Short reviews of books you've recently read

Discussion in 'Et Cetera, Et Cetera' started by D_Barbi_Queue, Jan 8, 2006.

  1. D_Barbi_Queue

    D_Barbi_Queue Account Disabled

    Joined:
    Jul 15, 2004
    Messages:
    2,283
    Likes Received:
    1
    In honor of Dr. D's movie thread, I'm starting one for the avid readers.

    My contribution: The Shadow Divers by Robert Kurson.

    Let me just start by saying that this wasn't a book I would have seeked out by any means, but a student that my husband tutored last year gave it to his as a "thank you." I read the back cover and was intrigued.

    It's about a couple of very experienced scuba divers that discovered a U-Boat about 100 miles off the coast of NJ around 1991. According to all military records, there was no reason for one to be anywhere near that spot. Over the course of the next 6-7 years, divers made several trips to try to discover the identity of it - during which 3 divers were lost, bones from the deceased sailors were found, dead ends were ran into each time they thought they had a break through, marriages crumbled and countless hours were spend in reasearching the possible identity.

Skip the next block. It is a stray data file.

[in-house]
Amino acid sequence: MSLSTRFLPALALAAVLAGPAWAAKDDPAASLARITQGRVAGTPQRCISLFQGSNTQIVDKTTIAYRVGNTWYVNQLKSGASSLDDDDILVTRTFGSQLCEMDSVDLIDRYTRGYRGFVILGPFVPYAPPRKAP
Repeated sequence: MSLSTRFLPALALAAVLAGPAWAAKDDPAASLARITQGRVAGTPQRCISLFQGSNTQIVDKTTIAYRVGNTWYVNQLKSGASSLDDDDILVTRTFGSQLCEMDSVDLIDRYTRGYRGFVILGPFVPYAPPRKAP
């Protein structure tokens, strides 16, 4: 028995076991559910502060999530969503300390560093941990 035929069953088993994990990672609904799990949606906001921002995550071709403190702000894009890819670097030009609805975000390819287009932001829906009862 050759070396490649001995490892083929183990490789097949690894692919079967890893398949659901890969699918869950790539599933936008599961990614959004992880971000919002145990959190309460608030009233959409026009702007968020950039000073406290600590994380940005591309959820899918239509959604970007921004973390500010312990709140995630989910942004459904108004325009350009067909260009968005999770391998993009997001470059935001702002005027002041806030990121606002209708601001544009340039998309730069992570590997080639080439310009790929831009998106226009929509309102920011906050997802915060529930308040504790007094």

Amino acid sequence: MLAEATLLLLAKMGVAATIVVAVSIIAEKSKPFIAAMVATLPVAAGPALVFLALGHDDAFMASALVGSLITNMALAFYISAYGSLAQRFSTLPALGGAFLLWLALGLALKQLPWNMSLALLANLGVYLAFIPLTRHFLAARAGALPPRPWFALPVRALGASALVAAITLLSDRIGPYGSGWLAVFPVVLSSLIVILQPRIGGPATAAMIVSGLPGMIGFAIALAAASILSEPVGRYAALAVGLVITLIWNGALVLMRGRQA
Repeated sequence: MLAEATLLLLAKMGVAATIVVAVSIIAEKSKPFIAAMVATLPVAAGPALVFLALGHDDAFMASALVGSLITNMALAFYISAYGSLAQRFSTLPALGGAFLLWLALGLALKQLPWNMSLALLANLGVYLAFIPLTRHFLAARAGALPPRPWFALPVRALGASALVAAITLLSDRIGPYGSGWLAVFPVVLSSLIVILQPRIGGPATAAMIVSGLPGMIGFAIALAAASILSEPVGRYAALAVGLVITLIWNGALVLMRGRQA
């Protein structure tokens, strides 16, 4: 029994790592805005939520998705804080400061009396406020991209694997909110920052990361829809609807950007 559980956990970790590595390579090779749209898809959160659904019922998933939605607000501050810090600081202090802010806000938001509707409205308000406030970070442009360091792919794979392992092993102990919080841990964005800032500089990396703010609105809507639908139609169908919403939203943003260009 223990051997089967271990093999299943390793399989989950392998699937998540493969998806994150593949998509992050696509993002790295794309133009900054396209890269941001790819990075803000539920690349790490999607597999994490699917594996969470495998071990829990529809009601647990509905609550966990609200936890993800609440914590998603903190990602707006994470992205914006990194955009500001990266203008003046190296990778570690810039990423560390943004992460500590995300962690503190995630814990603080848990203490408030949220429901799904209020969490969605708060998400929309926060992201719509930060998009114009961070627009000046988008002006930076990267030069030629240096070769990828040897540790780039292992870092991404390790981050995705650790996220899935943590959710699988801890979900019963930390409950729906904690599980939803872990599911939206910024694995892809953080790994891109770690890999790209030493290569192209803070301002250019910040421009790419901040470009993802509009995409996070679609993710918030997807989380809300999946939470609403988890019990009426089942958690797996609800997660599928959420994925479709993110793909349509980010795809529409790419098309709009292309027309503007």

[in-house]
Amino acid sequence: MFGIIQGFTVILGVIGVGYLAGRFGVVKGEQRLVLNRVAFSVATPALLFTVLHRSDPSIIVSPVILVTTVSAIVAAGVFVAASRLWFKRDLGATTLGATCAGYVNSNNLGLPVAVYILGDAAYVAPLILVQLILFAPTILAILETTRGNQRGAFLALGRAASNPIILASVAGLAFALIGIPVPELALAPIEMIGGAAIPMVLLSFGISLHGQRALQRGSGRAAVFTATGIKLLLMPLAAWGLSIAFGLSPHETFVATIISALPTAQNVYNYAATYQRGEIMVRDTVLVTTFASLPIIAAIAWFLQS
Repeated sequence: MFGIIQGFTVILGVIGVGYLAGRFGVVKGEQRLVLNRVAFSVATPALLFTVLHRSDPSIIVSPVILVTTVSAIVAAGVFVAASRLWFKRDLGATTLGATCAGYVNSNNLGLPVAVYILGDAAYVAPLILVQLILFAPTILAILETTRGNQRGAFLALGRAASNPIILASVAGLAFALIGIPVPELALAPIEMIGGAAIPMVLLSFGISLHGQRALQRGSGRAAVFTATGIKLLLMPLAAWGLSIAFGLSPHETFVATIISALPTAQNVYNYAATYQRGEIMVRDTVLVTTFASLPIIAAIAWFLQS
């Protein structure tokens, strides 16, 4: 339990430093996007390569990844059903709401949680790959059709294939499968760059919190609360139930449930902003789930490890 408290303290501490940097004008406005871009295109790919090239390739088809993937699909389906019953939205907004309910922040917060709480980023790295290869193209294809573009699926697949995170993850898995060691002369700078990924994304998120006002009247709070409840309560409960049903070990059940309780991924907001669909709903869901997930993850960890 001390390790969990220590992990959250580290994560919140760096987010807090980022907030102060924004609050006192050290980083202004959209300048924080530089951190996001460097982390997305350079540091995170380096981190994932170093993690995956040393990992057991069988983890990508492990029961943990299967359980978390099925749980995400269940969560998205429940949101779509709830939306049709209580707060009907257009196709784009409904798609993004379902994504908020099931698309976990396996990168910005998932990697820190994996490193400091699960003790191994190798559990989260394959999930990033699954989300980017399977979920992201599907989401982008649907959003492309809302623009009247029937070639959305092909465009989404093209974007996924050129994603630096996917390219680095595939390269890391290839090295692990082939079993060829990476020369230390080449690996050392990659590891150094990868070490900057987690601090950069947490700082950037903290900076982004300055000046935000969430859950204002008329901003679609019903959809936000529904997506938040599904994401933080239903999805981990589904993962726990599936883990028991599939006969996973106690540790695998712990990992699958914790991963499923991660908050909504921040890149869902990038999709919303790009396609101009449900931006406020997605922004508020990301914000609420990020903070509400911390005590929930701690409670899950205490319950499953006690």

The streak of bad luck that they ran into time and time again was just amazing, but in the end it finally came together for them. They literally re-wrote history. There's just so much more to it that I can't even begin to describe but in all I'm glad that I took a chance in reading a book that I wouldn't have glanced at in the first place.

    Subsequent to finishing the book, I discovered that a screen play is currently being written for the movie and Ridley Scott is to direct it. They expect that it will come out in 2007, but no one has been cast yet.
     
  2. Dr. Dilznick

    Gold Member

    Joined:
    Feb 13, 2005
    Messages:
    1,662
    Likes Received:
    1
    Just finished: The Fall by Albert Camus. This is my second time reading it. I love this shit, real quick read too.
    On Liberty by John Stuart Mill. Very relevant, in that it defends the individual while advocating the community as well.
    The Republic by Plato. This got boring. Shut the fuck up already.

    Now: Art of War by Sun Tzu. I wanna see if this is worth the hype. Things rarely are.
    In Defense of Elitism by William Henry. Some old Democrat gets cranky at the current social system of the country.
    Terror and Liberalism by Paul Berman. Another pissed of lib.


    I know it's my birthday and all, but I just wanted to say hi. Happy belated New Year, TAG :biggrin1: